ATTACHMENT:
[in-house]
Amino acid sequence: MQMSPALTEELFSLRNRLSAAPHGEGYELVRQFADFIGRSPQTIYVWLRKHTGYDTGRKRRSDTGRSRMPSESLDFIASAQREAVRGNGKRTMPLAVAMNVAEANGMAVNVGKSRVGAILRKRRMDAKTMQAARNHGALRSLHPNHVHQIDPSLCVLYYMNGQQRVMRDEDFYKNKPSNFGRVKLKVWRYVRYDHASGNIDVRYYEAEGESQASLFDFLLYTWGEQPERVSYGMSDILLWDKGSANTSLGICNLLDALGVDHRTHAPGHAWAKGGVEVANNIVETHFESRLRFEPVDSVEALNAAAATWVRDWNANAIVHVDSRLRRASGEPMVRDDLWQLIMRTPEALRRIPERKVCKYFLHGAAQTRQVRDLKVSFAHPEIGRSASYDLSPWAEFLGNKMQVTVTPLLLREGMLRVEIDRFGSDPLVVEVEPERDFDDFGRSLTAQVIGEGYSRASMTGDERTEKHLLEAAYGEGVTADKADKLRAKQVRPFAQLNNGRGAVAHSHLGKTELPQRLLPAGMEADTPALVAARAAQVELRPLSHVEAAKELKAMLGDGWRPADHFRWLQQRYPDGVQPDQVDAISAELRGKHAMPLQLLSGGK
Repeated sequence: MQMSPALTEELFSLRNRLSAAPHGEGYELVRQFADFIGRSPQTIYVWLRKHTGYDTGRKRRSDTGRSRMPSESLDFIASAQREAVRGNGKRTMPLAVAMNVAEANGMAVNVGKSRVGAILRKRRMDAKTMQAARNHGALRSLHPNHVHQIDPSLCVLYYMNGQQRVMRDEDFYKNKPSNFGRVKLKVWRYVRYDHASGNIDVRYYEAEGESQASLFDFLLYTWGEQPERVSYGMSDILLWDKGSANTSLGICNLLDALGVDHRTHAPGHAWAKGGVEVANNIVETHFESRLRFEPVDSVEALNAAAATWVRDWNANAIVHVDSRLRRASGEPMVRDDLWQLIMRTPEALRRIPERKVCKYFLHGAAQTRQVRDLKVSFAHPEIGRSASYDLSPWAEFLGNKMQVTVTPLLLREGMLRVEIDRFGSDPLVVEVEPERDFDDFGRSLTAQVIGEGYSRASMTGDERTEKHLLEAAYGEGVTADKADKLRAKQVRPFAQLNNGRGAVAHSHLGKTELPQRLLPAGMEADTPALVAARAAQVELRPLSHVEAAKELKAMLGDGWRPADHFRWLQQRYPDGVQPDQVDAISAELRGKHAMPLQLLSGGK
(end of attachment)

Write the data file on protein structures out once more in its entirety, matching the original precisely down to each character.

[in-house]
Amino acid sequence: MQMSPALTEELFSLRNRLSAAPHGEGYELVRQFADFIGRSPQTIYVWLRKHTGYDTGRKRRSDTGRSRMPSESLDFIASAQREAVRGNGKRTMPLAVAMNVAEANGMAVNVGKSRVGAILRKRRMDAKTMQAARNHGALRSLHPNHVHQIDPSLCVLYYMNGQQRVMRDEDFYKNKPSNFGRVKLKVWRYVRYDHASGNIDVRYYEAEGESQASLFDFLLYTWGEQPERVSYGMSDILLWDKGSANTSLGICNLLDALGVDHRTHAPGHAWAKGGVEVANNIVETHFESRLRFEPVDSVEALNAAAATWVRDWNANAIVHVDSRLRRASGEPMVRDDLWQLIMRTPEALRRIPERKVCKYFLHGAAQTRQVRDLKVSFAHPEIGRSASYDLSPWAEFLGNKMQVTVTPLLLREGMLRVEIDRFGSDPLVVEVEPERDFDDFGRSLTAQVIGEGYSRASMTGDERTEKHLLEAAYGEGVTADKADKLRAKQVRPFAQLNNGRGAVAHSHLGKTELPQRLLPAGMEADTPALVAARAAQVELRPLSHVEAAKELKAMLGDGWRPADHFRWLQQRYPDGVQPDQVDAISAELRGKHAMPLQLLSGGK
Repeated sequence: MQMSPALTEELFSLRNRLSAAPHGEGYELVRQFADFIGRSPQTIYVWLRKHTGYDTGRKRRSDTGRSRMPSESLDFIASAQREAVRGNGKRTMPLAVAMNVAEANGMAVNVGKSRVGAILRKRRMDAKTMQAARNHGALRSLHPNHVHQIDPSLCVLYYMNGQQRVMRDEDFYKNKPSNFGRVKLKVWRYVRYDHASGNIDVRYYEAEGESQASLFDFLLYTWGEQPERVSYGMSDILLWDKGSANTSLGICNLLDALGVDHRTHAPGHAWAKGGVEVANNIVETHFESRLRFEPVDSVEALNAAAATWVRDWNANAIVHVDSRLRRASGEPMVRDDLWQLIMRTPEALRRIPERKVCKYFLHGAAQTRQVRDLKVSFAHPEIGRSASYDLSPWAEFLGNKMQVTVTPLLLREGMLRVEIDRFGSDPLVVEVEPERDFDDFGRSLTAQVIGEGYSRASMTGDERTEKHLLEAAYGEGVTADKADKLRAKQVRPFAQLNNGRGAVAHSHLGKTELPQRLLPAGMEADTPALVAARAAQVELRPLSHVEAAKELKAMLGDGWRPADHFRWLQQRYPDGVQPDQVDAISAELRGKHAMPLQLLSGGK